Advice for differentiation based on IEP

multi-disciplinary

#1

Hi everyone! I am wondering how you all differentiate for students with IEPs. Specifically, is there a way to limit answer choices, provide sentence stems or something similar only for specific students? I have thought of cloning and editing the clone but wasn’t sure if there was another way. Any suggestions are welcome. Thanks in advance!


#2

@MrsRochon, I teach Algebra 1 and instead of using one big Formative for a learning concept, I use several smaller Formatives that build. That way, the concept is differentiated for ALL my students, not just those with IEPs. Students start at the first concept, get help as needed, and move along the concept path until they reach a level equivalent to what would be on the test.

If any students appear to be ‘staring’ like they are stuck, I either give them a feedback prompt or I go and talk with them one on one.

I will use your previously posted standard and tell you how I might break it down into mini-formatives that build to that standard.

1.1 Identify Place Values (students can choose from MC, type ‘tenths’ ‘hundredths’ ‘thousandths’ as the answer to a Short Answer problem, or with Premium can sort a set of problems into the three categories) - This would help me identify right away do they know what place value even is.
1.2 Read Place Values (Students are given MC options for given decimals. Set to give answers upon submission to prevent guessing. Can be set to multiple submissions or you can stop and go over any missed problems, then reset all answers and have the student try again. You can even use the Premium voice recording suggestion to see if students put ‘and’ in the right place as well as the ‘-ths’ on each place value.)
1.3 Write Place Values (Auto-scoring. Give students various decimals and have them type the correct way to write the decimal. If spelling is an issue, you can either add in answer choices for how you think students will answer, or actively monitor and manually change scores as they work. I like to make all questions 10 points so I can award 3 points (orange) and a feedback comment if they are off track, 5 points (yellow) for mostly right, small error, and 8-10 points (green) for you have the right answer but it wasn’t entered the exact way I did.)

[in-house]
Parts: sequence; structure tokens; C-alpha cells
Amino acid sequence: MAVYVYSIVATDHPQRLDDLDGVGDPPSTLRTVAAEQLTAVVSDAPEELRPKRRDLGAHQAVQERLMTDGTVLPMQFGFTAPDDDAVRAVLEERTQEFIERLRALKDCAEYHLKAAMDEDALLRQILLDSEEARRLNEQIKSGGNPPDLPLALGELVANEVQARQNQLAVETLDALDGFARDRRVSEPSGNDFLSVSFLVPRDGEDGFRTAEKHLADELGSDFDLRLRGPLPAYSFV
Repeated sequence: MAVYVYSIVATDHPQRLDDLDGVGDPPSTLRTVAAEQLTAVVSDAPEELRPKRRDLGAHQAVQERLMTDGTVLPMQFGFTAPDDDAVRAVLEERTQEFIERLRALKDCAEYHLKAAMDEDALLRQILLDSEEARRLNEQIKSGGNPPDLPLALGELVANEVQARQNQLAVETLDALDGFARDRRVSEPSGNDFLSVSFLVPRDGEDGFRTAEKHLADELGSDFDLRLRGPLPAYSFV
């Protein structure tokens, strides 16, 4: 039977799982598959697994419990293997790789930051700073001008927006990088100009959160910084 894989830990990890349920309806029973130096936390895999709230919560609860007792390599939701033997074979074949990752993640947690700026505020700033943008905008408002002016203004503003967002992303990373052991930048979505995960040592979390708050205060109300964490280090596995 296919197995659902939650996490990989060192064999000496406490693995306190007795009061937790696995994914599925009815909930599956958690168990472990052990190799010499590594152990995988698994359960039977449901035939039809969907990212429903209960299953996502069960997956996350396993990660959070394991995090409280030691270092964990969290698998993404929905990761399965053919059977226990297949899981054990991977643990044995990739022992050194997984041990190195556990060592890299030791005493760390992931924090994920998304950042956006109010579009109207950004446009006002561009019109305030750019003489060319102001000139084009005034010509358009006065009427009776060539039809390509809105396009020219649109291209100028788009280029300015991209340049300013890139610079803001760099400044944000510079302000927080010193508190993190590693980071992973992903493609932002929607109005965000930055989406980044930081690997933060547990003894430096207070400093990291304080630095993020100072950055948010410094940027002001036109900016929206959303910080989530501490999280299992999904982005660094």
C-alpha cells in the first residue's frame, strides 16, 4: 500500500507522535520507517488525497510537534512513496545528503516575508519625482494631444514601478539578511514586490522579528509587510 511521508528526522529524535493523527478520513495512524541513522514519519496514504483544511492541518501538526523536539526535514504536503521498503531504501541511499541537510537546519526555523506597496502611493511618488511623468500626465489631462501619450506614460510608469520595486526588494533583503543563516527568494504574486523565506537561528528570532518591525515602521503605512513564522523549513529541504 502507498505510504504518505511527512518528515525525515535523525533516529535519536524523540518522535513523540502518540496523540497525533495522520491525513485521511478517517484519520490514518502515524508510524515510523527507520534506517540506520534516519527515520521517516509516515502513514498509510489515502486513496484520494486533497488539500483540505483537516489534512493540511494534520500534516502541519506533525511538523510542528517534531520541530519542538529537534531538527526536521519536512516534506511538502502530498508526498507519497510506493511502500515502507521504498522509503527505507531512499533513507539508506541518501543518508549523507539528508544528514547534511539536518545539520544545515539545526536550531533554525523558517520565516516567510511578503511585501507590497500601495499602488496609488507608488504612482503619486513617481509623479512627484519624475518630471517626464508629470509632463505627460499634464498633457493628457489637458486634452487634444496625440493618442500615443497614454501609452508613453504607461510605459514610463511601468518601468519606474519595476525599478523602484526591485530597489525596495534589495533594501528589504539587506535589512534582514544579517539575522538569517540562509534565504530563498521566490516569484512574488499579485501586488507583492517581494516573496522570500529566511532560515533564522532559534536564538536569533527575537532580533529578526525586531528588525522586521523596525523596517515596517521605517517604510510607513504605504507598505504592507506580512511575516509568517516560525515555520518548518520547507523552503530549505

1.4 Compare Same Place Values (compare tenths to tenths, etc, to see if kids know which < > sign to use)
1.5 Rewrite Place Values (Have students rewrite two different decimals so they have the same number of decimal places)
1.6 Compare Different Place Values (I would build in a few rewrite problems at the the beginning - #1 rewrite , #2 write comparison statement. I might also include a Multiple Select problem, where students choose all the decimals greater than a given decimal.)

Chunking the standard this way allows for students to work at their own pace and for you to catch specific errors earlier. :slight_smile:


#3

I use a progression of learning for formatives similar to your breakdown. I have students who are below level significantly and scaffold accordingly but the ESE team likes us to follow their IEP as much as possible when in the gen Ed setting with grade level materials. I have given less questions etc but would like to play around with other common accommodations such as stems or less choices 3 vs 4 or 5.


#4

Then I think your clone would work well. I wonder if you could hyper link a picture (something not so obvious) from the original Formative you assign the class? (If it’s the Guest link, then you can still see the student’s responses (since they are logged in when they click the link.))

I just tested it out and you can put a picture in a text box and hyperlink it. That way, your IEP kids know what picture to look for all the time, but your non-IEP students won’t have a clue that it’s there (unlike hyperlinked text.) I copied and pasted the grinning emoji in this post, but it showed up in the Formative as a camera. Perhaps you could test different icons to see which one (ones) won’t be obvious and cause students to question why it’s there (and end up clicking it.)

I’m so glad you asked about this! I can totally see me using this for my IEP and ELL kiddos next year.


#5

I’ve been experimenting, but the only ‘icon’ I can seem to go to appear in the Formative is the camera :camera:. @david, are there any other icons that would show up? If there was a way to allow even a few common emojis to be typed then it would seem more natural for the students and they might not even notice that the icon is clickable.


#6

Thank you! I only have my iPad until next weekend-semi disconnecting lol so I haven’t had a chance to play :slight_smile:


#7

@tricia.mintner I think that the camera symbol is just a place holder if you try to paste in any image. We offer emojis as a premium feature! If you have premium, you can use them to create questions and send feedback to students! Simply type “:” and then select the emoji that you would like to enter!


#8

That’s cool. :slight_smile: I must have missed that in the crazy last days of school! Would that feature also work in non-feedback areas like text boxes?


#9

Yep! It works there as well!